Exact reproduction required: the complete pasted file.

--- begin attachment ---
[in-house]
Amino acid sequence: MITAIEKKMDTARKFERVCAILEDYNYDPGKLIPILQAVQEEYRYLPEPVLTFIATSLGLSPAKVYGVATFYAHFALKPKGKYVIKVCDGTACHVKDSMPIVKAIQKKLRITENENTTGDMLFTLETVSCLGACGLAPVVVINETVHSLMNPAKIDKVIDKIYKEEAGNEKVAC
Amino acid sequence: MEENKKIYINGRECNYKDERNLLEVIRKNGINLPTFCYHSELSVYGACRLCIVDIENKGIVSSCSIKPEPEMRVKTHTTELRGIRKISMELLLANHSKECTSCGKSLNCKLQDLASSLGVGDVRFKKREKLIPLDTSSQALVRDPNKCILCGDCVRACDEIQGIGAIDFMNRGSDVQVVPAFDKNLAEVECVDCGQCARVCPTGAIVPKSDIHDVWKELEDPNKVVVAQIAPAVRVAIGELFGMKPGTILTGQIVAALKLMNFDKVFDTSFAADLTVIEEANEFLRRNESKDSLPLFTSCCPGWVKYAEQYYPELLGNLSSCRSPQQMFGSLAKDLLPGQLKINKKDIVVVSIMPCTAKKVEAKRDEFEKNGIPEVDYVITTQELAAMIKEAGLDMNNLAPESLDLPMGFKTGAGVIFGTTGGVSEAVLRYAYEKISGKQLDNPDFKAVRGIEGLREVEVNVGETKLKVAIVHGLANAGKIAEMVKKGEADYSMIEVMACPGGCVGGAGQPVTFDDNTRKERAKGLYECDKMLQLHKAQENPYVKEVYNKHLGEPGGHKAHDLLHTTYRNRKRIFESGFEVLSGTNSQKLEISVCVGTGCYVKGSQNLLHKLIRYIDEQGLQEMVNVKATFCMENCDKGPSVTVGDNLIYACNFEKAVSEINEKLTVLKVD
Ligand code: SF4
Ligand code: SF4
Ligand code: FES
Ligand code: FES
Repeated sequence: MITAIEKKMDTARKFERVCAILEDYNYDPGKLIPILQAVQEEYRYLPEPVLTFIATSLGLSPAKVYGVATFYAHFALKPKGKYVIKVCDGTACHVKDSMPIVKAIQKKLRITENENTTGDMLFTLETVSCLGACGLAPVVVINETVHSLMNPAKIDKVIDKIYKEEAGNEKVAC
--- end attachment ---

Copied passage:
[in-house]
Amino acid sequence: MITAIEKKMDTARKFERVCAILEDYNYDPGKLIPILQAVQEEYRYLPEPVLTFIATSLGLSPAKVYGVATFYAHFALKPKGKYVIKVCDGTACHVKDSMPIVKAIQKKLRITENENTTGDMLFTLETVSCLGACGLAPVVVINETVHSLMNPAKIDKVIDKIYKEEAGNEKVAC
Amino acid sequence: MEENKKIYINGRECNYKDERNLLEVIRKNGINLPTFCYHSELSVYGACRLCIVDIENKGIVSSCSIKPEPEMRVKTHTTELRGIRKISMELLLANHSKECTSCGKSLNCKLQDLASSLGVGDVRFKKREKLIPLDTSSQALVRDPNKCILCGDCVRACDEIQGIGAIDFMNRGSDVQVVPAFDKNLAEVECVDCGQCARVCPTGAIVPKSDIHDVWKELEDPNKVVVAQIAPAVRVAIGELFGMKPGTILTGQIVAALKLMNFDKVFDTSFAADLTVIEEANEFLRRNESKDSLPLFTSCCPGWVKYAEQYYPELLGNLSSCRSPQQMFGSLAKDLLPGQLKINKKDIVVVSIMPCTAKKVEAKRDEFEKNGIPEVDYVITTQELAAMIKEAGLDMNNLAPESLDLPMGFKTGAGVIFGTTGGVSEAVLRYAYEKISGKQLDNPDFKAVRGIEGLREVEVNVGETKLKVAIVHGLANAGKIAEMVKKGEADYSMIEVMACPGGCVGGAGQPVTFDDNTRKERAKGLYECDKMLQLHKAQENPYVKEVYNKHLGEPGGHKAHDLLHTTYRNRKRIFESGFEVLSGTNSQKLEISVCVGTGCYVKGSQNLLHKLIRYIDEQGLQEMVNVKATFCMENCDKGPSVTVGDNLIYACNFEKAVSEINEKLTVLKVD
Ligand code: SF4
Ligand code: SF4
Ligand code: FES
Ligand code: FES
Repeated sequence: MITAIEKKMDTARKFERVCAILEDYNYDPGKLIPILQAVQEEYRYLPEPVLTFIATSLGLSPAKVYGVATFYAHFALKPKGKYVIKVCDGTACHVKDSMPIVKAIQKKLRITENENTTGDMLFTLETVSCLGACGLAPVVVINETVHSLMNPAKIDKVIDKIYKEEAGNEKVAC